Just hours after it was announced that the first case of the new variant of Covid-19 was detected in the United States, the Secretary of the Department of Health (DS), Lorenzo González Feliciano, announced that in early 2021 the agency will start efforts to build the first genomic surveillance system.
This system – which has been integrated into other countries this year due to the Covid-19 pandemic – will allow the agency to detect important variants of Sars-CoV-2, the virus that causes the coronavirus. The project would start in February.
Worldwide, more than 286 thousand genomes have been sequenced, which has made it possible to identify variants of interest —such as the most recent one detected in the United Kingdom— and raise alerts for a variant that appears to have a greater capacity for transmission. Among the Latin American countries that have genomic surveillance systems are Colombia, Chile and Peru.
“In the DS we keep incorporating tools that allow us to reinforce and optimize the health response, for the benefit of the Country. Our scientists are vigilant and active in the search for resources that improve our processes. We have focused on defeating the pandemic with prevention and obtaining the greatest amount of data to know the behavior of the virus. I am sure that this project will be key for the detection and control of Covid-19 on the Island ”, expressed González Feliciano.
The official explained that this project aims to sequence Covid-19 positive samples from travelers and special cases associated with outbreaks, hospitalizations and deaths, in order to describe the variants in circulation and associate epidemiological patterns. Understand that the information obtained from this surveillance will aid in decision making.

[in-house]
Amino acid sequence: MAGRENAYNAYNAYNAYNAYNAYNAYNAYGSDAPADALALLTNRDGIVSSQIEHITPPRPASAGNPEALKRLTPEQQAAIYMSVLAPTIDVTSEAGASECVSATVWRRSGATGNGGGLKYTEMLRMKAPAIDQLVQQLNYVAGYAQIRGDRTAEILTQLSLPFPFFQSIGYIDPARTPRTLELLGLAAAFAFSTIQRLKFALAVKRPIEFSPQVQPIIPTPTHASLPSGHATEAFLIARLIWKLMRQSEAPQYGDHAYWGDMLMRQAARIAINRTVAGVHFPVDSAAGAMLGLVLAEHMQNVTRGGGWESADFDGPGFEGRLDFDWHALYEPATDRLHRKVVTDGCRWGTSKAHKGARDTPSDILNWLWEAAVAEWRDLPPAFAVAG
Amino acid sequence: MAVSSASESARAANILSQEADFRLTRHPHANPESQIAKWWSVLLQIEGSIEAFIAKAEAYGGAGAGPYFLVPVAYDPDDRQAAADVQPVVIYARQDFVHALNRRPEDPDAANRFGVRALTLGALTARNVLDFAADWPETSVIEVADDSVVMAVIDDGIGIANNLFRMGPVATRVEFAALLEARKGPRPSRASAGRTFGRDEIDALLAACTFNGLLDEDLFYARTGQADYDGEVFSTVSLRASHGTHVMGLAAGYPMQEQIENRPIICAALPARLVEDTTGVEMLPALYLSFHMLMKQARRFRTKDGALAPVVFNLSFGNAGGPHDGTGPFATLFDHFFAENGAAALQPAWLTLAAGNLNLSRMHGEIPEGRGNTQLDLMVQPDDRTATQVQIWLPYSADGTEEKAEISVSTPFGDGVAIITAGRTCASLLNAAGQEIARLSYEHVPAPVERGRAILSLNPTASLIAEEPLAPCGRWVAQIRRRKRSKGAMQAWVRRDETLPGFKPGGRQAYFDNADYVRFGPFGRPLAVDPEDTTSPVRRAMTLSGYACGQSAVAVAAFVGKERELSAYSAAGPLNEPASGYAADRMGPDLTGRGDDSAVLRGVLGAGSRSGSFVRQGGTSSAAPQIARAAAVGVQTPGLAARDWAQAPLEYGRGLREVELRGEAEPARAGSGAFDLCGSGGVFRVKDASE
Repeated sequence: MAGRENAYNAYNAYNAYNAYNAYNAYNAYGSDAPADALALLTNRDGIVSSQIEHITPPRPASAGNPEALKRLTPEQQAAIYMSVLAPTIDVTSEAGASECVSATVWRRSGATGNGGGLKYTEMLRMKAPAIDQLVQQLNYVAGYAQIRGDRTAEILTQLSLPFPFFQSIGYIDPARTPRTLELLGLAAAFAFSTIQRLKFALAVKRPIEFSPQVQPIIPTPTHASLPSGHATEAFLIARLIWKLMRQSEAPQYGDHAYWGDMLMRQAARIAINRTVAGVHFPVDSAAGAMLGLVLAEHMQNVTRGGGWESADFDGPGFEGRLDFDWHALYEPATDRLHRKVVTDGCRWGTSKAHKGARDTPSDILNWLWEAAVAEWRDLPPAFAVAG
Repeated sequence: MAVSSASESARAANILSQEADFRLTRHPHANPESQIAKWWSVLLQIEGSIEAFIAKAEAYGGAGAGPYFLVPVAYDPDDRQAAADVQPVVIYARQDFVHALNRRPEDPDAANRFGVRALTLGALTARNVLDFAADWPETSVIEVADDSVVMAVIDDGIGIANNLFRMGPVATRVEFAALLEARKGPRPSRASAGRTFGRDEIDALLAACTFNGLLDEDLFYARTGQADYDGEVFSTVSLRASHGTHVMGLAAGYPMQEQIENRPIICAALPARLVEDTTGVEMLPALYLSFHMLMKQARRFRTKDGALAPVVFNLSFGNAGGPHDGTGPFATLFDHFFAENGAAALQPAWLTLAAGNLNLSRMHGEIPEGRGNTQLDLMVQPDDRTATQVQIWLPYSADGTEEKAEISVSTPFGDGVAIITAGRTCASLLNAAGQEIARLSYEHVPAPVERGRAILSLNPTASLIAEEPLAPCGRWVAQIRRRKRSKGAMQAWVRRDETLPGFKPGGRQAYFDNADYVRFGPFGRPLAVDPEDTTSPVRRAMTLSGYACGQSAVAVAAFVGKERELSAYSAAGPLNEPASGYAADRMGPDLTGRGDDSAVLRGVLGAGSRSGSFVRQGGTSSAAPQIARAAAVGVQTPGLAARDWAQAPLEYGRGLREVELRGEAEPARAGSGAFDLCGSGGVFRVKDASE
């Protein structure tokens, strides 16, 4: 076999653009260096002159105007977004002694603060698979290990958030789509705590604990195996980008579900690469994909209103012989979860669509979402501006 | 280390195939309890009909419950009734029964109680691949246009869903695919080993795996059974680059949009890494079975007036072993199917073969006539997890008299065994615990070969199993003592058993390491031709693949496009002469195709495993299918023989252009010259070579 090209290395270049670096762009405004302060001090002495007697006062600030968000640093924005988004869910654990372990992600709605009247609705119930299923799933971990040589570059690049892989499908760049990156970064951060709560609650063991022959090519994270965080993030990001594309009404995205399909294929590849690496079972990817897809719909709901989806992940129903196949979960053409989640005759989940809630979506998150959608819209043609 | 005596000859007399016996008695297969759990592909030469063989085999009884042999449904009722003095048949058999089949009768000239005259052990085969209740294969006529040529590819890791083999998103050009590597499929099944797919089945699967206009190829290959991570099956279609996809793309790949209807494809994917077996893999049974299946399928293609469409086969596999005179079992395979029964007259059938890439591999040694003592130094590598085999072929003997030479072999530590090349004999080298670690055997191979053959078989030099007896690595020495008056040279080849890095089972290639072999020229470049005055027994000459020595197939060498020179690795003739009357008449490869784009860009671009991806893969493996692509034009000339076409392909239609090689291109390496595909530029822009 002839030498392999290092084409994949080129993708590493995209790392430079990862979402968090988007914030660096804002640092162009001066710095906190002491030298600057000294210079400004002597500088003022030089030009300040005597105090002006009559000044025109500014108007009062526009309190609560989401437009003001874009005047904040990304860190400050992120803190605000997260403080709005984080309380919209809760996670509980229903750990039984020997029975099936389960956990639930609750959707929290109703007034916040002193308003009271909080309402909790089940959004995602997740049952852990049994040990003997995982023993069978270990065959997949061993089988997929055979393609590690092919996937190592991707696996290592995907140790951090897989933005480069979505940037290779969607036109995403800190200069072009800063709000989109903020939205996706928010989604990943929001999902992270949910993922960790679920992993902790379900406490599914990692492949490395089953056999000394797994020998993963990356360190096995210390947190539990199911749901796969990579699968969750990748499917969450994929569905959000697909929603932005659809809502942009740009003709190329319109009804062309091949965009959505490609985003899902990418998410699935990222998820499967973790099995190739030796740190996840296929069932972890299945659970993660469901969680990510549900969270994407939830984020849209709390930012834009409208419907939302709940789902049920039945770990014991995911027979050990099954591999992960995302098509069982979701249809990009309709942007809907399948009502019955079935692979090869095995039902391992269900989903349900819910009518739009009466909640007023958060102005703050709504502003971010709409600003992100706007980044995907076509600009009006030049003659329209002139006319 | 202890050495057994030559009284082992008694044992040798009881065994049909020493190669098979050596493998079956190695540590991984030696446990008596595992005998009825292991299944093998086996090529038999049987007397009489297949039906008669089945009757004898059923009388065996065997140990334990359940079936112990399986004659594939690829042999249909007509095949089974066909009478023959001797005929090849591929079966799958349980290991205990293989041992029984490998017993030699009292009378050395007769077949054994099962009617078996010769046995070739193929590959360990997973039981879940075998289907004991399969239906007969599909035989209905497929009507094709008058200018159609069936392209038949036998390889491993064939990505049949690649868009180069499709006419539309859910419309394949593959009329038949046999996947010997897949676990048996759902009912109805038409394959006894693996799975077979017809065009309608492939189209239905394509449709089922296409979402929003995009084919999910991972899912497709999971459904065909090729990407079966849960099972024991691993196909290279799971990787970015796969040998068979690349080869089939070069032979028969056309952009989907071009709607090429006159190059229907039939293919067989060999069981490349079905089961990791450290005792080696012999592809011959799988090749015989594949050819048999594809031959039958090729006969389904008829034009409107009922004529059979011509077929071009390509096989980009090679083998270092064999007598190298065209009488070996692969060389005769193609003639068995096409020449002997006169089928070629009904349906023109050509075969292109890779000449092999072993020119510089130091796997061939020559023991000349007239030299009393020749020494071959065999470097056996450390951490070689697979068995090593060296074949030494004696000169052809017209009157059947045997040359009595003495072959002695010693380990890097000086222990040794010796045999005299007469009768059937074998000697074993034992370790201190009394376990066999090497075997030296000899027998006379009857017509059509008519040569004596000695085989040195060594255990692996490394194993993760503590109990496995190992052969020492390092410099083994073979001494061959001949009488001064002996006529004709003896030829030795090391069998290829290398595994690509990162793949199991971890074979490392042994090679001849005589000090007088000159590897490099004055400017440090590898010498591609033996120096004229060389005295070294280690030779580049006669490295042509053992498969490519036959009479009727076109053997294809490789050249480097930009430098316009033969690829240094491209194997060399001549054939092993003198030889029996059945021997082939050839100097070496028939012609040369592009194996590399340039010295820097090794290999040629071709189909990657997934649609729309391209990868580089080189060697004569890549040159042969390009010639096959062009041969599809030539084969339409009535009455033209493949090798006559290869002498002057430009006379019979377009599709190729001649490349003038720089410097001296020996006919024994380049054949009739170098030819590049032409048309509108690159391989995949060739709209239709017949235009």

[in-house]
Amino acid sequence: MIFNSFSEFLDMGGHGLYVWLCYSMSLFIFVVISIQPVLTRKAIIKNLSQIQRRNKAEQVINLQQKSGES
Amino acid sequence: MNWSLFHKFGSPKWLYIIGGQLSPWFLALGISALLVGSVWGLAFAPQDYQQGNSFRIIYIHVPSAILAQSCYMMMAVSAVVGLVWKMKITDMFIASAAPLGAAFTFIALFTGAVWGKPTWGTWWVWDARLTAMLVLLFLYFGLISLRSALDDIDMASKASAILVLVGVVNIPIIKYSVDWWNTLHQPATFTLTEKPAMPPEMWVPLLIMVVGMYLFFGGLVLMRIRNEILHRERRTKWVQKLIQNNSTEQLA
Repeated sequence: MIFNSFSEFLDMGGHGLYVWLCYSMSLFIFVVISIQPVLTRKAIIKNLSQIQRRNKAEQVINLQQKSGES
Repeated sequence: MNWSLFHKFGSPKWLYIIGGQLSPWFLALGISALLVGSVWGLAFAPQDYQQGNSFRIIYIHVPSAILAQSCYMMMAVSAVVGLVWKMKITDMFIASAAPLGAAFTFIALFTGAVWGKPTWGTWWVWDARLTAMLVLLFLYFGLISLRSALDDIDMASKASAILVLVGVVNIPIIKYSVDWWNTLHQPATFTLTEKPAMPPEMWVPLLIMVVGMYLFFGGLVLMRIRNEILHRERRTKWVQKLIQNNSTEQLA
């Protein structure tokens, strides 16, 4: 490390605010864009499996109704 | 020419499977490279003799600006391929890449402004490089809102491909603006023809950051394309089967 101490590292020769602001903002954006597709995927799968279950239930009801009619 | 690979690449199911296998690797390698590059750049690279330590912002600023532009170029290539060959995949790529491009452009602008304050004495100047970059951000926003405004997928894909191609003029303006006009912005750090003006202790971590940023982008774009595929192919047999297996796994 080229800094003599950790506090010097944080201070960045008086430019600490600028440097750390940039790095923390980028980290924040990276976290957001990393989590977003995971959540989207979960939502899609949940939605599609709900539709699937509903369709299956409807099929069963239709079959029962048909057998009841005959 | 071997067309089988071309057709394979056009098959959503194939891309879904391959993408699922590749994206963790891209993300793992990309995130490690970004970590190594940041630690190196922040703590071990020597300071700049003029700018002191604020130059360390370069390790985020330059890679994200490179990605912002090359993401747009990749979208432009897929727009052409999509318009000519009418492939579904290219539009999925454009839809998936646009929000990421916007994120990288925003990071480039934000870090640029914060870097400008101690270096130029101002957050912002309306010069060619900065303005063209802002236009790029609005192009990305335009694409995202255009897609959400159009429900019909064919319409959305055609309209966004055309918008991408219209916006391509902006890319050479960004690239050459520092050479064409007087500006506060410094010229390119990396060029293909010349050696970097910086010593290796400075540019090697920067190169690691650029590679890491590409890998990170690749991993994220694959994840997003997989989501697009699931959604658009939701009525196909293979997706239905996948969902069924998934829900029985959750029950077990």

For her part, the epidemiologist Fabiola Cruz – who will be leading the project with an estimated budget of $ 298,000 for a period of twelve months – highlighted that genomic surveillance is a tool that allows knowing the behavior of a virus in the population, using the description of the viral genome together with epidemiological variables that include demographic and clinical data.
“At a global level, this tool has been key to studying the behavior of the virus that causes Covid-19, providing enough data to identify important mutations that are circulating in countries and to decipher contagion patterns,” he reported.
Cruz added that “during the past months, in Puerto Rico we have managed to set up an epidemiological surveillance system for Covid-19 capable of collecting data on the profile of cases and their behavior. However, in order to bring surveillance to a level that allows the association of genetic variants of the virus to the behavior of the pandemic in Puerto Rico, it is necessary to implement a genomic surveillance system for the first time ”.
“The project considers a collaboration with experts from different areas to achieve the expansion of surveillance, at the same time that laboratory personnel from the Department of Health will be integrated for the required training. This will ensure an increase in the capacity of our health system to implement genomic surveillance, which can be applied to both Covid-19 and other infectious diseases, ”explained Cruz.
It should be noted that the Pan American Health Organization (PAHO) had asked the laboratories to sequence positive Covid-19 samples and share the genetic information through the Global Initiative on Sharing All Influenza Data (Gisaid) platform.
Dr. Jaime Claudio Villamil, honorary professor of Family Medicine at the Medical Sciences Campus (UPR-RCM) of the University of Puerto Rico, had broken down the changes detected after the new mutation was identified. In an interview with this medium, he indicated that a group of mutations with 17 changes or alterations in the genetic code of this new strain has been identified.
“You always expect one to two changes in the virus per month. The genetic material of these viruses does not have much protection against duplication errors and their way of being is that they will change a lot … There are 17 changes, but there are four of these changes that have to do with how the spike, the spike protein , it sticks to the socket or to the receptor of the human cell ”, expressed Claudio Villamil.
Two minors in intensive
As of yesterday, Puerto Rico had 131,361 cases – among confirmed, probable and suspected – and 1,484 deaths. There were also 450 hospitalized, of which 82 —including two minors— remained in the Intensive Care Unit (ICU) and 70 were connected to a ventilator. Precisely, yesterday the second minor in intensive care was reported.
Health spokeswoman Michelle de la Cruz confirmed yesterday to THE SPOKESMAN that it is a patient under 10 years of age, who is in stable condition. The second minor is a teenager. According to Health data, up to yesterday 6,200 confirmed positive cases had been reported in young people aged 10 to 19, and 4,048 cases in children under 10 years of age or younger.